# Tossing a die till a number recurs.

1. Apr 14, 2013

### peripatein

Hi,
I would like to confirm my answer to the following question in Statistics. Hopefully one of you will be willing to provide some feedback.

1. The problem statement, all variables and given/known data
A die is tossed repeatedly, until a result (1-6) equal to one of the preceding results is obtained. For instance, (3,2,4,2) is a series of tosses halted at the fourth toss (as only after that toss has a number recurred). X denotes the number of tosses till 'success' is obtained. The question asks for the probability function of X.

2. Relevant equations

3. The attempt at a solution
I wasn't sure how to come up with a general formula for P(X), but I did manage to derive the following, which, hopefully, is correct:
P(X = 2) = 1/6
P(X = 3) = (5/6)(2/6) = 5/18
P(X = 4) = (5/6)(4/6)(3/6) = 5/18
P(X = 5) = (5/6)(4/6)(3/6)(4/6) = 5/27
P(X = 6) = (5/6)(4/6)(3/6)(2/6)(5/6) = 25/324
P(X = 7) = 5! / 6^5 = 5/324

Is it correct? How may I come up with a general formula for P(X)? I'd appreciate any comments and your assistance.

Last edited: Apr 14, 2013
2. Apr 14, 2013

### Ash L

I'm a novice here.

Wouldn't P(X = 2) = 1/6 * 1/6 = 1/36 ?
Since you have to toss 2 times and the result obtained in the second toss has to be the same as the first toss.

3. Apr 14, 2013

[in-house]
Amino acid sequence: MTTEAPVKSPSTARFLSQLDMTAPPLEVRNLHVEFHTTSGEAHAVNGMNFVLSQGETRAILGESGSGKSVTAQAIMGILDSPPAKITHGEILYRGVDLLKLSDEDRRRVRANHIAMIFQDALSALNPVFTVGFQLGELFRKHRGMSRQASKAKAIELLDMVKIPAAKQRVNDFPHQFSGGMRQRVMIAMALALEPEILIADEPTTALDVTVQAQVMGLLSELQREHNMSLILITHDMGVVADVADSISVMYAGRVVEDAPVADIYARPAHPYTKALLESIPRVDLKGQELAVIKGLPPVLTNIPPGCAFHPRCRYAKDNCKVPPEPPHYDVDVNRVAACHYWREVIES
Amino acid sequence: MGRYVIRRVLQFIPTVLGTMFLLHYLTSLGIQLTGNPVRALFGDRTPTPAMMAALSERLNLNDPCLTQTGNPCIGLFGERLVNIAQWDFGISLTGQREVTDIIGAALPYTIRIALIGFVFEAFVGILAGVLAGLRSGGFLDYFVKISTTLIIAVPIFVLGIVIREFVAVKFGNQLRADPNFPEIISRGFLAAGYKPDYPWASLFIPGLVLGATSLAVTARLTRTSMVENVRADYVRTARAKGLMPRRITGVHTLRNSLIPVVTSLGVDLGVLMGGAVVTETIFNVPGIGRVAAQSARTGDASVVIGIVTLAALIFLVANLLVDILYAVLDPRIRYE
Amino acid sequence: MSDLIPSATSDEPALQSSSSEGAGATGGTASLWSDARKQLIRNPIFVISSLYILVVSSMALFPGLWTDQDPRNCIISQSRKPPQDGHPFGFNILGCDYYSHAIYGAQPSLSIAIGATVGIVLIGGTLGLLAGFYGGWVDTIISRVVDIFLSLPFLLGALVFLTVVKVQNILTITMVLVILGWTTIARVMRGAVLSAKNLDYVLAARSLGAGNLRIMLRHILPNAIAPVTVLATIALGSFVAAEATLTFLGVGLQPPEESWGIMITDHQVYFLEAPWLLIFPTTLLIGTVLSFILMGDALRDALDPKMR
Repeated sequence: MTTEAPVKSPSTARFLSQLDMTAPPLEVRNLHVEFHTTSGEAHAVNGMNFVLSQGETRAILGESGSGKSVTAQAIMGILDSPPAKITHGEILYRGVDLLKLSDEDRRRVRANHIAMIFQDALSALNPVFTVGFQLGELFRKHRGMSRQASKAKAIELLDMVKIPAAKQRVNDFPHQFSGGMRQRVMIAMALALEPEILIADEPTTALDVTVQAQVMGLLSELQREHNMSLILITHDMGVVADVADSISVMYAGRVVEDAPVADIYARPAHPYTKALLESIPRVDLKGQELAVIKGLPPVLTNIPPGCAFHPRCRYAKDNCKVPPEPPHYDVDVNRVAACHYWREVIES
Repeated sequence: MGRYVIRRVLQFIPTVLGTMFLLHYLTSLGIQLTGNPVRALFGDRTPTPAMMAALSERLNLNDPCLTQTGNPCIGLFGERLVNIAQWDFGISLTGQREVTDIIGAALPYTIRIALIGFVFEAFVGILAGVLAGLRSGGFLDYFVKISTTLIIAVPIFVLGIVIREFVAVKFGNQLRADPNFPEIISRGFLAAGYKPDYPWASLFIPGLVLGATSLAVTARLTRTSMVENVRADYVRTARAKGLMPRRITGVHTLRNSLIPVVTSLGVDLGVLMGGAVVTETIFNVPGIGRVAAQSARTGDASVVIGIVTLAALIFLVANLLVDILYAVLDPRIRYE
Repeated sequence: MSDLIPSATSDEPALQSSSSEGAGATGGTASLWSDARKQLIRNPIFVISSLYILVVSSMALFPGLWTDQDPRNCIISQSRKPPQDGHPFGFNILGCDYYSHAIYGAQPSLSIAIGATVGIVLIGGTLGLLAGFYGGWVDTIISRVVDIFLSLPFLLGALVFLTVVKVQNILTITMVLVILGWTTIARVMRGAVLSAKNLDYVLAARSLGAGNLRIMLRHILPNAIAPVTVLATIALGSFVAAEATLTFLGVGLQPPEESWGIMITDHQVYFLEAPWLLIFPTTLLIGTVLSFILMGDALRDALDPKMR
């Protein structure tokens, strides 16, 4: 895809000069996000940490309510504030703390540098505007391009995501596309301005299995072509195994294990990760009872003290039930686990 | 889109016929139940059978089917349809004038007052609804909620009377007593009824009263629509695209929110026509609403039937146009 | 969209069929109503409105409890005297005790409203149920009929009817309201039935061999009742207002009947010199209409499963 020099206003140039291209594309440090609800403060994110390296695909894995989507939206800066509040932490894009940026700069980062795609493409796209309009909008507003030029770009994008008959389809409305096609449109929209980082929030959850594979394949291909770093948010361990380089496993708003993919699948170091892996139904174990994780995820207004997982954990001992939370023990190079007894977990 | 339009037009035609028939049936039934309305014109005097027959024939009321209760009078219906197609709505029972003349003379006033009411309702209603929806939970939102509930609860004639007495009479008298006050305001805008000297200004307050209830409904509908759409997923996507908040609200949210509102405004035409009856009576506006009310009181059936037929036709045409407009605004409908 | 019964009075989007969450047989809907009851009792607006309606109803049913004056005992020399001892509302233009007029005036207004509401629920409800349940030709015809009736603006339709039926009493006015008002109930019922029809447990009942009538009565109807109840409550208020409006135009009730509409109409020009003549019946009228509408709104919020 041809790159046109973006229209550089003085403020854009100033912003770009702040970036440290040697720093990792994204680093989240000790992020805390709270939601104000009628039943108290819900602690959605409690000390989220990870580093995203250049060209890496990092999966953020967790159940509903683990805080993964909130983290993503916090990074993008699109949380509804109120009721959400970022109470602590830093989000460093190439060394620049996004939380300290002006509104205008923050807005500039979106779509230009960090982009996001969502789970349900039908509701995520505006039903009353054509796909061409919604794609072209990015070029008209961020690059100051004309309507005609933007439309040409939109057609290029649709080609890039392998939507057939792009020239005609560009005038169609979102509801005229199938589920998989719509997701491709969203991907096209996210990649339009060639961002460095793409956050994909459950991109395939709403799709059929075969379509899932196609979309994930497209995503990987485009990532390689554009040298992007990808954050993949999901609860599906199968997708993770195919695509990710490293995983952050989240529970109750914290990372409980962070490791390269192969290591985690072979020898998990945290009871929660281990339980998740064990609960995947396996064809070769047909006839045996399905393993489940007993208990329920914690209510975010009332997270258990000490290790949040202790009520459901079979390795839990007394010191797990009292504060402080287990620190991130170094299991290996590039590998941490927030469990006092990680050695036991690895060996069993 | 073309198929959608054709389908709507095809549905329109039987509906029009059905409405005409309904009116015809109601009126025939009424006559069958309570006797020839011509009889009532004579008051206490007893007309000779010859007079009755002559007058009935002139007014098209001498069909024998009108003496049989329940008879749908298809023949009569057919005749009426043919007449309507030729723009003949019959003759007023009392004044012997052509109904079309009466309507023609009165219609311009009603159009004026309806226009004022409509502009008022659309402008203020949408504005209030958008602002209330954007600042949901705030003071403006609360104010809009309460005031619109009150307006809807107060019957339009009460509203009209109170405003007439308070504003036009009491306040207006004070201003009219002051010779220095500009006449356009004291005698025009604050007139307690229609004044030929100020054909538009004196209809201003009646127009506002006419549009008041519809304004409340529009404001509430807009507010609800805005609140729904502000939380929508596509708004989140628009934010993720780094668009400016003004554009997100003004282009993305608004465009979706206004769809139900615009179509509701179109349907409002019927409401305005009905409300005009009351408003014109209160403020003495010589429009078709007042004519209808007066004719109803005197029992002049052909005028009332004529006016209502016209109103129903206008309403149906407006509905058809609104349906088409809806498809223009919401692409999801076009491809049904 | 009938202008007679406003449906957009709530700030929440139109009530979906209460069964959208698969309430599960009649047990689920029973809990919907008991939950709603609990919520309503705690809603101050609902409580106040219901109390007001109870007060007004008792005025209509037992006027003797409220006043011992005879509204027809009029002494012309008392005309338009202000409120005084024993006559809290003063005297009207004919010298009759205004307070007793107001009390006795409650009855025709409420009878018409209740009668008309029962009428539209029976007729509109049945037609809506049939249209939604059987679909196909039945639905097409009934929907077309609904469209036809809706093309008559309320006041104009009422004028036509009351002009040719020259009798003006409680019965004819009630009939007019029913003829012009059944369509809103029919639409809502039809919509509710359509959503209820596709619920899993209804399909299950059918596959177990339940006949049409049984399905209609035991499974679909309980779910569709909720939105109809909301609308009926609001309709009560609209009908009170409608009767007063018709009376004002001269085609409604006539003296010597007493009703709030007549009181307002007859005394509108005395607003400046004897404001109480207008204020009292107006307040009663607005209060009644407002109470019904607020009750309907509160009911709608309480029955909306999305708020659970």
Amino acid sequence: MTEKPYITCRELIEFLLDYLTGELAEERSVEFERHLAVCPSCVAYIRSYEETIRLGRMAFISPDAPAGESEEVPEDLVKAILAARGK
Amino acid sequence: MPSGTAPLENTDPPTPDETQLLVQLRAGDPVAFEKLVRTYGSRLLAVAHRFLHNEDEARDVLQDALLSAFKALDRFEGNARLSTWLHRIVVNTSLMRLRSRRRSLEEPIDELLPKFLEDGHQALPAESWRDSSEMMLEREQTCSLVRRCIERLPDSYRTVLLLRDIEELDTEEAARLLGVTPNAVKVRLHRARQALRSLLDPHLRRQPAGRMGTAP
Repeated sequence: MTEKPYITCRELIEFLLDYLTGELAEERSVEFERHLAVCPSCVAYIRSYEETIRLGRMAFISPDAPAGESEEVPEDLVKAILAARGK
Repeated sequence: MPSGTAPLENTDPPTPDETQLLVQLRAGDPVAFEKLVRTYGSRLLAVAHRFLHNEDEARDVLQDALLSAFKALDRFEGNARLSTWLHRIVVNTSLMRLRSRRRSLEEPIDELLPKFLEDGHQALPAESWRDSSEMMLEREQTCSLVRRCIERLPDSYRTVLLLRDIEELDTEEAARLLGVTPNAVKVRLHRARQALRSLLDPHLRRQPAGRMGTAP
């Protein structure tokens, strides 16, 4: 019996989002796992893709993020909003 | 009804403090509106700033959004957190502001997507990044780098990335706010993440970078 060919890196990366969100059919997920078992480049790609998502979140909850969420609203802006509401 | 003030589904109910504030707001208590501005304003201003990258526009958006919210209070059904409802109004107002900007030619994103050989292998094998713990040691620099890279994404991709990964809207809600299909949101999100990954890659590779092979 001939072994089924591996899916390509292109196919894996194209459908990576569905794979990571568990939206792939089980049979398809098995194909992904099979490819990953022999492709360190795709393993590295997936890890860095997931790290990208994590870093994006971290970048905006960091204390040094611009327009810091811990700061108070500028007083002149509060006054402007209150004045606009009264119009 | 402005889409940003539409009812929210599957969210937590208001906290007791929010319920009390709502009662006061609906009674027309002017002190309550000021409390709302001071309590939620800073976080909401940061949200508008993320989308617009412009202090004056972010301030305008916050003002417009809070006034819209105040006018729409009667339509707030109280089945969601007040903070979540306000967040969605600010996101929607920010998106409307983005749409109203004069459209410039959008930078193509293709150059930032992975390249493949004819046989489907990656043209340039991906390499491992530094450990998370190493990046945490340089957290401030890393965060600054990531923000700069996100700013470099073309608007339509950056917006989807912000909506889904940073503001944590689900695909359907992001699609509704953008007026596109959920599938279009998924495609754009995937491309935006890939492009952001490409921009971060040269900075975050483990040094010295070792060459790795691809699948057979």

### LCKurtz

No, his numbers are correct. It doesn't matter what the first toss gives. Once it has been done, there is 1/6 probability of the second toss matching it

4. Apr 14, 2013

### peripatein

But you have a probability of 1 to obtain any number between 1-6, and then a probability of 1/6 to obtain the same number when you toss it the second time. That's my rationale in any case.

5. Apr 14, 2013

### peripatein

I didn't see your post, LCKurtz, when I wrote that. Sorry.
Are all the numbers in my answer correct, i.e. for all values of X? Moreover, is there a way to derive a general formula?

6. Apr 14, 2013

### LCKurtz

No problem, that happens all the time. I worked it a different way and got the same answers you have. Dunno about a general formula. Do you really need one?

7. Apr 14, 2013

### Ash L

Oh ok, I misread the question.

8. Apr 14, 2013

### peripatein

Possibly not, I simply presumed it might be feasible to derive one and work it out more elegantly by sheer substitution for X.

9. Apr 14, 2013

### Dick

It's easy enough to work out a recursive strategy. P(n) is the probability you haven't already stopped (so one minus the sum of the previous P(i)) times the probability of matching (n-1)/6.

10. Apr 14, 2013

### LCKurtz

Yes, they are correct. Your own pattern can be written as$$P(X=k)=\frac{5!(k-1)}{6^{k-1}(7-k)!}$$for $k=1..7$.